Frankly, an FPGA board would not be my first preference for learning OpenCL! I just don't understand how a company can charge thousands of dollars on hardware (and thousands of dollars for the software) and not provide board support packages for their own boards. For OpenCL, I would much rather purchase an AMD board for far less that has 100% OpenCL 1.2 support out-of-the-box. The problem set I was planning on doing was more for speedup comparisons against a GPU/CPU implementation. This whole experience is just disheartening for an FPGA neophyte like myself... 

 

PS: I understand the cost involved in doing this, but the best person to write these BSPs are the engineers/company that manufactured the board if this is the technology they want to promote...
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Valued Contributor III
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I would venture the most users of these boards are NOT using them for OpenCL use, but rather for FPGA code development in Verilog/VHDL. For OpenCL I would likely just go for a high-end graphics card that has an OpenCL package rather than an FPGA board.

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Valued Contributor III
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The limited availability of OpenCL support on FPGAs is most certainly not aimed at new learners, I am afraid. The current OpenCL support is aimed at long-time FPGA developers to help them reduce development time, and long-time OpenCL developers with no hardware knowledge who now at least have the possibility of using FPGAs.

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Valued Contributor III
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The main reason to use OpenCL is to avoid the usage of VHDL/Verilog for FPGA development and bringing it more into the mainstream development as you indicated HRZ. With over 30 years of software product development, I would not sell a product to my clients knowing that they would need to go through hoops and hurdles to get my software running, especially after charging them thousands of dollars for it (our software costs hundreds of thousands of dollars!).  

 

Of course, for OpenCL learning purposes, it doesn't make sense to use FPGAs. There are far better hardware (CPUs, GPUs, etc.) for that purpose as I indicated earlier. However, my primary purpose was in fact to run my project on an FPGA hardware as opposed to the GPU/CPU. Now I find myself needing to use VHDL/Verilog to do that purpose (or try to get Altera/Intel to donate a board to the University)...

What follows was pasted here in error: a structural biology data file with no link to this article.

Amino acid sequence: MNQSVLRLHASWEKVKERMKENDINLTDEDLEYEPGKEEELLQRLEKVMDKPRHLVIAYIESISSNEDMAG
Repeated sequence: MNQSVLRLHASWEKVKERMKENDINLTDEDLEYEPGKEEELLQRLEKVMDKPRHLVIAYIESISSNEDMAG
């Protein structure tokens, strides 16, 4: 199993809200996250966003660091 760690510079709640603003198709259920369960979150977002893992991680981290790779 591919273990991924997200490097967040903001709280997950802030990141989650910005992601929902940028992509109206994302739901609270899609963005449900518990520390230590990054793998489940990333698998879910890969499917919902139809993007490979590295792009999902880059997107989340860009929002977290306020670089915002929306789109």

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Valued Contributor III
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For university work, you can easily get free licenses as part of Altera's university program. Getting board donations might be a little bit harder but you can get big discounts just by being part of the university program. There are also always the OpenCL-capable Cyclone V SoCs which are dirt cheap (sub 100$), but of course don't have much to offer in terms of performance compared to Stratix V/Arria 10.

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Valued Contributor III
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--- Quote Start ---  

 

PS: I understand the cost involved in doing this, but the best person to write these BSPs are the engineers/company that manufactured the board if this is the technology they want to promote... 

--- Quote End ---  

 

 

Here is where it starts to get interesting. In the board support you can put ultra-efficient Verilog code in the BSP and then call that out from OpenCL. I realize that someone who just wants to learn OpenCL might as well download the Intel Processor OpenCL SDK. But if you want to know about reconfigurable computing this is the way to go. In the FPGA version you need to think about how to pipeline your code because that's when the FPGA gets the most powerful performance. OpenCL on FPGAs is not for the beginner. Nothing on FPGAs are for beginners. Power users only at this time. When the FPGA manufactures decide to make it easy it will be but they have to change their devices and basic software to make this work for the beginner.
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Valued Contributor III
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and on top of that, they charge anyone who wants to even think about writing a BSP for OpenCL $700 for their class! >:-( 

 

https://www.altera.com/support/training/course/iopnclbsp.html
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Valued Contributor III
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You don't really need to attend that class, there are very detailed documents about how you can develop your own BSP based on the reference BSPs: 

 

https://www.altera.com/content/dam/altera-www/global/en_us/pdfs/literature/hb/opencl-sdk/ug_aocl_s5_... 

https://www.altera.com/content/dam/altera-www/global/en_us/pdfs/literature/hb/opencl-sdk/ug-aocl-alt... 

https://www.altera.com/content/dam/altera-www/global/en_us/pdfs/literature/hb/opencl-sdk/ug_aocl_c5s... 

 

Still, as I mentioned earlier, doing so requires considerable knowledge and experience about Quartus, QSYS, Network/PCI-E/DDR interfaces, Timing Closure, Partial Reconfiguration, etc., which not everyone has; without this knowledge and experience, even if you attend that class (or any other class), it won't help you much.